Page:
Hanifa said a military dog arrived first, which frightened his daughter. Hanifa said he was holding his daughter when the Australian troops walked up to their compound: one soldier grabbed him by the neck and tied his hands behind his back, he said.
Ali Jan was arrested and handcuffed alongside him. Through an interpreter, Hanifa told the court “a big soldier who was wet up to here” – gesturing to the bottom of his ribcage – “and with sand from the river on his uniform” punched and kicked him repeatedly as he interrogated him, still handcuffed.
The court heard evidence that Ali Jan laughed at Roberts-Smith twice while he was being interrogated.
Roberts-Smith is alleged to have marched Ali Jan to the edge of a cliff – about 10 metres high – that ran down to a dry creek bed. He allegedly took several steps back before rushing at Ali Jan, kicking him hard in the chest and causing him to fall backwards down the cliff.
A second witness, Ali Jan’s brother-in-law Shahzad Aka, also testified he had seen “the big soldier” kick Ali Jan.
An Australian soldier in Darwan that day – a member of Roberts-Smith’s patrol – also told the federal court he saw Roberts-Smith kick a man off the cliff.
Now discharged from the military, the SAS soldier anonymised before the court as Person 4, testified he was standing at the corner of the neighbouring compound when he turned back towards the detained Afghan men.
He saw a handcuffed man, standing above what he described as a “long, steep slope”, held by the shoulder by another Australian soldier, known before court as Person 11.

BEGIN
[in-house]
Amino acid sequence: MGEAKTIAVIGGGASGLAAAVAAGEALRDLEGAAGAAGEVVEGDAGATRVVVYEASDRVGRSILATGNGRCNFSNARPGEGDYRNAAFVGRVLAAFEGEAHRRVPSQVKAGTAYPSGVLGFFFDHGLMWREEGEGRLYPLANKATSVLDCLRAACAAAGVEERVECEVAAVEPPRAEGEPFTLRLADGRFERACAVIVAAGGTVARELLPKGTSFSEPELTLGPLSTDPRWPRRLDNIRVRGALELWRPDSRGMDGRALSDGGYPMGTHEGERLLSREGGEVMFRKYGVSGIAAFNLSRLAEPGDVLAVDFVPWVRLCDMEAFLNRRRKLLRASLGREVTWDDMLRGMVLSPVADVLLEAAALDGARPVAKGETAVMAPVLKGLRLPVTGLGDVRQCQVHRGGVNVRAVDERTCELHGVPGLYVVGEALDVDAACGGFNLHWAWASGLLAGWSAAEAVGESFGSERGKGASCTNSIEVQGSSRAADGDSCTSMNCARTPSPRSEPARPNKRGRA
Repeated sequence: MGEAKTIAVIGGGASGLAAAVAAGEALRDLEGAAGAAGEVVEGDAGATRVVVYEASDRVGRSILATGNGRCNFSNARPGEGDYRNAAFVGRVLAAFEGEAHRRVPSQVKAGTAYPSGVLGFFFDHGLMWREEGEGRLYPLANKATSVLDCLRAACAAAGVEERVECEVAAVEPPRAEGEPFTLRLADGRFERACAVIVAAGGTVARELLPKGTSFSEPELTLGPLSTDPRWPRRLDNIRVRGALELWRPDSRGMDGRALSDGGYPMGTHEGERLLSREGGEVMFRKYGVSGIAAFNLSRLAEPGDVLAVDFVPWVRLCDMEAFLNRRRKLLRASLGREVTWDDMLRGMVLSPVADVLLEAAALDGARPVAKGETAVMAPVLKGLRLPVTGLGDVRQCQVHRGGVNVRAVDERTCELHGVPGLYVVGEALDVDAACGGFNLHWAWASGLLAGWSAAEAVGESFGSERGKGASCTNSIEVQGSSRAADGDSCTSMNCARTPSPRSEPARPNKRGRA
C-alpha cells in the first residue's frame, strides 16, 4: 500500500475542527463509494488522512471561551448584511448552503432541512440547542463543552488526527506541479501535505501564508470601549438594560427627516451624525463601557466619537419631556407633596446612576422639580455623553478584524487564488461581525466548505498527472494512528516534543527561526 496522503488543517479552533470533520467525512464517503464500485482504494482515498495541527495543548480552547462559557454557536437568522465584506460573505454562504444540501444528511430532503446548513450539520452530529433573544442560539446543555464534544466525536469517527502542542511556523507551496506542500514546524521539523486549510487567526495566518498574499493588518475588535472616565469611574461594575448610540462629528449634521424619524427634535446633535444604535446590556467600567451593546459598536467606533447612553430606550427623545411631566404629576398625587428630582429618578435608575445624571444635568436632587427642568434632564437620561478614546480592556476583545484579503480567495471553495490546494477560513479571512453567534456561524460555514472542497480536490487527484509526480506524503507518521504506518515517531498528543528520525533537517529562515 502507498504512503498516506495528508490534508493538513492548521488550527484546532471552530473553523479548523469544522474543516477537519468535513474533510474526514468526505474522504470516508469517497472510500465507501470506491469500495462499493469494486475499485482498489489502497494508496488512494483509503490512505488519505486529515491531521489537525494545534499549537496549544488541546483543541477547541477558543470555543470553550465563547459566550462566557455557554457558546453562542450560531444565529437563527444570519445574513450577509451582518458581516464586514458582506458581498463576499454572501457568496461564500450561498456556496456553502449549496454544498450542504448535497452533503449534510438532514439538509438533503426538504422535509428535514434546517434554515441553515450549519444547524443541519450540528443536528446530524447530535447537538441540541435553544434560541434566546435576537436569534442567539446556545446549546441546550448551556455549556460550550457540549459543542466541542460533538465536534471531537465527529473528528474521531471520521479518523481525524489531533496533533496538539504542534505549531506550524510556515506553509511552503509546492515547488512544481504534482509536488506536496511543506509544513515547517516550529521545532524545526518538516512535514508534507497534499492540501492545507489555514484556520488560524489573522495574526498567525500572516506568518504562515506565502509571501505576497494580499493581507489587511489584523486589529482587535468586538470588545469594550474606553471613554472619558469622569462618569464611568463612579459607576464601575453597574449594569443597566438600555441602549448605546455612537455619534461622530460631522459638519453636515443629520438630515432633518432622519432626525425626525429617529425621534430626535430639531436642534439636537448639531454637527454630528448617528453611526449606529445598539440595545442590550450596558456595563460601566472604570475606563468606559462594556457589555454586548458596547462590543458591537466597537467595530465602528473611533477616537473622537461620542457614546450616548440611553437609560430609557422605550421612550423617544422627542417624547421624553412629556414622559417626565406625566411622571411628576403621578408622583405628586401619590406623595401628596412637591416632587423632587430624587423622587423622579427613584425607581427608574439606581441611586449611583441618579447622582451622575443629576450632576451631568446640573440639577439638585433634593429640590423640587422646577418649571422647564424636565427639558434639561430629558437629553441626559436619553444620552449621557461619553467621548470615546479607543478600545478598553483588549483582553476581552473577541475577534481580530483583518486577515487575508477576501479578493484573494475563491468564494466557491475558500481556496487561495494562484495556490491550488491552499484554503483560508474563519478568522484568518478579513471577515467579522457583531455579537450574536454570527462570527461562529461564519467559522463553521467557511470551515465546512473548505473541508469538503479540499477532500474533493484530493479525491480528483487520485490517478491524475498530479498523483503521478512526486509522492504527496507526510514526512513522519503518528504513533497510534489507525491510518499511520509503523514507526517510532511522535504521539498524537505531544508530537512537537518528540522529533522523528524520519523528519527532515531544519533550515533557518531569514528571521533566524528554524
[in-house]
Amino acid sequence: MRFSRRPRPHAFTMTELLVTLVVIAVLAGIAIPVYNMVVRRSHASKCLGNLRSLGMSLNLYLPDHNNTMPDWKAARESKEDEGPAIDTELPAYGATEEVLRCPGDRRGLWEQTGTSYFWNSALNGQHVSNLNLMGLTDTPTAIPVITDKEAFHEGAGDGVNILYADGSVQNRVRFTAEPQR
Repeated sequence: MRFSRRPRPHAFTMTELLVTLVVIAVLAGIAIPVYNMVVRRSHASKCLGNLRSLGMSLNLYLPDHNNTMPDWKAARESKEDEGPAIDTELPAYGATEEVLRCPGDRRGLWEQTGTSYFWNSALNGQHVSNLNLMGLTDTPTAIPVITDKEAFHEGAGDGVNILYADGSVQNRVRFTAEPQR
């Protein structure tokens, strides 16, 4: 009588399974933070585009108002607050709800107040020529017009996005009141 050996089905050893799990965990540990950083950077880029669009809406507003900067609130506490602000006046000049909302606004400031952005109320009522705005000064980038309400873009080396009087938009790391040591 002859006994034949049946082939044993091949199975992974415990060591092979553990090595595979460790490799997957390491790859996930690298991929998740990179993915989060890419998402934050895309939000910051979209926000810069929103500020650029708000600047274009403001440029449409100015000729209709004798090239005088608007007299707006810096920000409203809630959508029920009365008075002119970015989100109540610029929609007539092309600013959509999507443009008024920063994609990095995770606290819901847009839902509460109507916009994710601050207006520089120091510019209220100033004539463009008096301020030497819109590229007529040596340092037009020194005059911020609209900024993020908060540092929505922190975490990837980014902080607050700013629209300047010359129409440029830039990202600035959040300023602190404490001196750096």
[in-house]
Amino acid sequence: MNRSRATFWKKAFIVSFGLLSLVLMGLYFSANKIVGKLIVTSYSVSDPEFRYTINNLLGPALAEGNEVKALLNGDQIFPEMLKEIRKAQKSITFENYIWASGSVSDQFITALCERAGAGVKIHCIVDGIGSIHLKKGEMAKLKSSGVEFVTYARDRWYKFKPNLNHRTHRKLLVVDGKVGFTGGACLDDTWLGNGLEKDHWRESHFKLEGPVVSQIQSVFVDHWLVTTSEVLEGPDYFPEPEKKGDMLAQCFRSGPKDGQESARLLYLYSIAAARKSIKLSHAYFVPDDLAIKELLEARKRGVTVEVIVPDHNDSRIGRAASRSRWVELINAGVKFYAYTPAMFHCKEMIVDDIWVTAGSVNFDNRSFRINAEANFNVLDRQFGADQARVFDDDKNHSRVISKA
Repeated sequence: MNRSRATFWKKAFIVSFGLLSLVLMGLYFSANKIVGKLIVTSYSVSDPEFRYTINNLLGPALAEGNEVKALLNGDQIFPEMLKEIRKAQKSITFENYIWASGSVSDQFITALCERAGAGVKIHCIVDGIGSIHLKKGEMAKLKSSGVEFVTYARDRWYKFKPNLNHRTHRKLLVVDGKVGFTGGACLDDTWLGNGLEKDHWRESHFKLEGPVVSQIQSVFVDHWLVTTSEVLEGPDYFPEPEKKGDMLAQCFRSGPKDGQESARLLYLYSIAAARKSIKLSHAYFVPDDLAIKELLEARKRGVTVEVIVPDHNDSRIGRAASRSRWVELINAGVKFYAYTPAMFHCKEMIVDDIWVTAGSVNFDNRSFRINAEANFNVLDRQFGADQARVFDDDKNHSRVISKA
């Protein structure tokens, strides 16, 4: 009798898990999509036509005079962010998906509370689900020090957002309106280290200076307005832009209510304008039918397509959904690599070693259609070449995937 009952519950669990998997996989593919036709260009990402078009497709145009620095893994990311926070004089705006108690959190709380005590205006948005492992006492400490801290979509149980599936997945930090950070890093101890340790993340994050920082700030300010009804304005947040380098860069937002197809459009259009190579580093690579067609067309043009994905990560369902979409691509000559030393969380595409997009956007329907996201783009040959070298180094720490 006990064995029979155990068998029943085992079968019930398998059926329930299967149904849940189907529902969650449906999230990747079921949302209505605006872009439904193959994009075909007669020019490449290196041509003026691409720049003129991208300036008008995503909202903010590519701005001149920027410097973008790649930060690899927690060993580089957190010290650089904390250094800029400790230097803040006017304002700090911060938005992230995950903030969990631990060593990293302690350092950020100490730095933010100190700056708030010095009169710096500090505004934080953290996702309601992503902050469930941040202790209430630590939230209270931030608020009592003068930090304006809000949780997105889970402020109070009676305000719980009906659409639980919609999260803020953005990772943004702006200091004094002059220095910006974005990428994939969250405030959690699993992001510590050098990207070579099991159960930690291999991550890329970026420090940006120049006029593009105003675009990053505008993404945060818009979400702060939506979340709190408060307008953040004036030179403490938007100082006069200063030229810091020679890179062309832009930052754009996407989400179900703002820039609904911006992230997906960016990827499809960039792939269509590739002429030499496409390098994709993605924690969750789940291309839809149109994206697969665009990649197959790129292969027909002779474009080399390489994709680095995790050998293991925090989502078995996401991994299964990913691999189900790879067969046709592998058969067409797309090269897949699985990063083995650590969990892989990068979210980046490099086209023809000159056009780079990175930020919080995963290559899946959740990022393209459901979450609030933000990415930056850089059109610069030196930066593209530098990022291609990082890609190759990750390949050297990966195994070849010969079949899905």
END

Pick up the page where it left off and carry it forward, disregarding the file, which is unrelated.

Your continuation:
“At the same time I noticed Ben Roberts-Smith. He had walked to a position maybe three or four metres away. As I was trying to understand [what was happening] he turned around and walked forward and kicked the individual in the chest.
“[Person 11] was still holding the individual – the individual was catapulted backwards and fell down the slope.
“I saw the individual smash his face on a rock, and I saw the teeth explode out of his face.”
Person 4 said after the kick he followed Roberts-Smith and Person 11 down a zigzagging footpath carved into the side of the cliff that led to the creek bed.
Person 4 said the man was still alive when the soldiers reached him.
“The individual was quite dusty and had sustained a serious facial injury. As we were approaching … he attempted to sit up and then fell back down again.”
Person 4 testified that he and Person 11 followed an order from Roberts-Smith to drag the man across the creek bed underneath a tree, where he was brought to a standing position. Person 4 said he began to walk away towards the helicopter landing zone from where troops would be flown back to their Tarin Kowt base.
He said from a distance of “four or five metres”, he could hear Roberts-Smith and Person 11 speaking, but could not make out what they were saying.
He told the court he heard “two or three rounds” fired from a suppressed M4 rifle and turned to see Person 11 with his weapon lifted to his shoulder “still in a position to shoot”. The Afghan lay dead on the ground.
Person 4 testified that Roberts-Smith then told him to hand over the camera he was carrying, allegedly saying “we need to take some photos”.
In court Person 4 was shown photographs of the body of a slain Afghan man with an “ICOM” – a radio used by the Taliban – next to it.
Person 4 identified the man as the one he had seen kicked off the cliff.
Person 4 testified the man was not carrying a radio “to my knowledge”. He told the court he believed the radio, because it had water inside its screen, had come from the body of the other man, killed earlier by Roberts-Smith on the far side of the river.
“It dawned on me where [the radio] had come from … the individual from across the river.”
Person 4 told the court that back at the Australians’ barracks Roberts-Smith had told the patrol: “This is what the story is … the story is we engaged a spotter whilst moving to our HLZ [helicopter landing zone].”